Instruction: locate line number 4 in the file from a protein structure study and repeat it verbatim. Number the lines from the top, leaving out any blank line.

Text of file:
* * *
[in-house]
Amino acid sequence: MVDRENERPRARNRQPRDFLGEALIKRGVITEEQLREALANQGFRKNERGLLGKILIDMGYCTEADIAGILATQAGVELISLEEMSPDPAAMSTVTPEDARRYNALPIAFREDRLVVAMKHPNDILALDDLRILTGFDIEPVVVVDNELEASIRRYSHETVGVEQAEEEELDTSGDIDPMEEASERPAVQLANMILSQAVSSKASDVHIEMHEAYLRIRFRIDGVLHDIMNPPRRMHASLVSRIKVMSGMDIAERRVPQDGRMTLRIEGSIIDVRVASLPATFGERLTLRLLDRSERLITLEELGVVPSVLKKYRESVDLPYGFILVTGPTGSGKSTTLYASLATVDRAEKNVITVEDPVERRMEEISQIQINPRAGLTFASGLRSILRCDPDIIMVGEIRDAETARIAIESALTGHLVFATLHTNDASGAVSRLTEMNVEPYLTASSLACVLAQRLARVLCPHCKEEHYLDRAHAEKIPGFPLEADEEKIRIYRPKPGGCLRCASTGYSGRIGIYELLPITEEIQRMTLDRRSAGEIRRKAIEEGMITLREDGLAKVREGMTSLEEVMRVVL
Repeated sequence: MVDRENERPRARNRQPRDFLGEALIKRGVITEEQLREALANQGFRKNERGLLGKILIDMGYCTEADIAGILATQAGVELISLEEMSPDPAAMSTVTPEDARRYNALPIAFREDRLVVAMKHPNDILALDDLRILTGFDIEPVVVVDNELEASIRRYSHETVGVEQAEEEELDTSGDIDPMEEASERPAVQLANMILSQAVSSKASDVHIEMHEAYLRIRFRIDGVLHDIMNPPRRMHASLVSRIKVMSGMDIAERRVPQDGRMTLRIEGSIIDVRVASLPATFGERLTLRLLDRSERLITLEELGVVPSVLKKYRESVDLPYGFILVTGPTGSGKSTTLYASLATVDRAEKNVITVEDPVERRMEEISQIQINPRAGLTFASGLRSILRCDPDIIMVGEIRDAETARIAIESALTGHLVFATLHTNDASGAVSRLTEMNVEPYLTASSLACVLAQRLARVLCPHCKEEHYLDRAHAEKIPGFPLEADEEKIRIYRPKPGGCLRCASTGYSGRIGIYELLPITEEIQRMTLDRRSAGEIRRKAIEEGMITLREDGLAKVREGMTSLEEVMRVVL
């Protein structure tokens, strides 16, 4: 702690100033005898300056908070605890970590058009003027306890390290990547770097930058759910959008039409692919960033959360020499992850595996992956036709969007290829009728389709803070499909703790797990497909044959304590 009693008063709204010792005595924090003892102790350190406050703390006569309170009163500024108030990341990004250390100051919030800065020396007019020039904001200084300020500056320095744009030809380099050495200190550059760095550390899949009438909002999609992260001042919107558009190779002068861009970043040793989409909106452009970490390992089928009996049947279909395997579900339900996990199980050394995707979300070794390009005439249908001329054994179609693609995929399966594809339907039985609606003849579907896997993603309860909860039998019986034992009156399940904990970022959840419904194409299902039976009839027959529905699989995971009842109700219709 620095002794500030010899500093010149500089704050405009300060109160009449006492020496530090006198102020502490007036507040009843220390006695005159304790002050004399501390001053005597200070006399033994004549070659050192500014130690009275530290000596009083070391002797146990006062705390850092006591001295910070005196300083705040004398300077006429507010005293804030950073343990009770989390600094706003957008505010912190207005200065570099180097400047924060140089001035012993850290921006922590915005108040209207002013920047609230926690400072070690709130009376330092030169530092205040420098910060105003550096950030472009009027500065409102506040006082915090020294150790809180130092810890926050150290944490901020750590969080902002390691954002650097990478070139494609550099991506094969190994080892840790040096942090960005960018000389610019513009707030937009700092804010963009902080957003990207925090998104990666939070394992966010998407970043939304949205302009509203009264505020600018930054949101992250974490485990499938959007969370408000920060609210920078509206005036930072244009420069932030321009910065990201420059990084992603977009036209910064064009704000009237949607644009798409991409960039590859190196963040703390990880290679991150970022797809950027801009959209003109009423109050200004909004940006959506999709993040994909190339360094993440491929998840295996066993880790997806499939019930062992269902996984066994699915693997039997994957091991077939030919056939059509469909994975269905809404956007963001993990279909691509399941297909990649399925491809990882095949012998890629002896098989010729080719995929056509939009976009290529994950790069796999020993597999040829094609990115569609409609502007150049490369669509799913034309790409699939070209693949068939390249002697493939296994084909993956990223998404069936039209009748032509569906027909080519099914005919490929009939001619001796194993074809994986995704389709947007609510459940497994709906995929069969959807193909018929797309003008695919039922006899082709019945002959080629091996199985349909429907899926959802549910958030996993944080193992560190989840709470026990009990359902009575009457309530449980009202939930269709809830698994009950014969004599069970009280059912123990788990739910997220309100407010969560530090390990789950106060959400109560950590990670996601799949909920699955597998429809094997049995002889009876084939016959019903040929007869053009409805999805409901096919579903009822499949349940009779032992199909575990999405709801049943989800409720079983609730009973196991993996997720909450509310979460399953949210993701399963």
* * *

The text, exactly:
């Protein structure tokens, strides 16, 4: 702690100033005898300056908070605890970590058009003027306890390290990547770097930058759910959008039409692919960033959360020499992850595996992956036709969007290829009728389709803070499909703790797990497909044959304590 009693008063709204010792005595924090003892102790350190406050703390006569309170009163500024108030990341990004250390100051919030800065020396007019020039904001200084300020500056320095744009030809380099050495200190550059760095550390899949009438909002999609992260001042919107558009190779002068861009970043040793989409909106452009970490390992089928009996049947279909395997579900339900996990199980050394995707979300070794390009005439249908001329054994179609693609995929399966594809339907039985609606003849579907896997993603309860909860039998019986034992009156399940904990970022959840419904194409299902039976009839027959529905699989995971009842109700219709 620095002794500030010899500093010149500089704050405009300060109160009449006492020496530090006198102020502490007036507040009843220390006695005159304790002050004399501390001053005597200070006399033994004549070659050192500014130690009275530290000596009083070391002797146990006062705390850092006591001295910070005196300083705040004398300077006429507010005293804030950073343990009770989390600094706003957008505010912190207005200065570099180097400047924060140089001035012993850290921006922590915005108040209207002013920047609230926690400072070690709130009376330092030169530092205040420098910060105003550096950030472009009027500065409102506040006082915090020294150790809180130092810890926050150290944490901020750590969080902002390691954002650097990478070139494609550099991506094969190994080892840790040096942090960005960018000389610019513009707030937009700092804010963009902080957003990207925090998104990666939070394992966010998407970043939304949205302009509203009264505020600018930054949101992250974490485990499938959007969370408000920060609210920078509206005036930072244009420069932030321009910065990201420059990084992603977009036209910064064009704000009237949607644009798409991409960039590859190196963040703390990880290679991150970022797809950027801009959209003109009423109050200004909004940006959506999709993040994909190339360094993440491929998840295996066993880790997806499939019930062992269902996984066994699915693997039997994957091991077939030919056939059509469909994975269905809404956007963001993990279909691509399941297909990649399925491809990882095949012998890629002896098989010729080719995929056509939009976009290529994950790069796999020993597999040829094609990115569609409609502007150049490369669509799913034309790409699939070209693949068939390249002697493939296994084909993956990223998404069936039209009748032509569906027909080519099914005919490929009939001619001796194993074809994986995704389709947007609510459940497994709906995929069969959807193909018929797309003008695919039922006899082709019945002959080629091996199985349909429907899926959802549910958030996993944080193992560190989840709470026990009990359902009575009457309530449980009202939930269709809830698994009950014969004599069970009280059912123990788990739910997220309100407010969560530090390990789950106060959400109560950590990670996601799949909920699955597998429809094997049995002889009876084939016959019903040929007869053009409805999805409901096919579903009822499949349940009779032992199909575990999405709801049943989800409720079983609730009973196991993996997720909450509310979460399953949210993701399963």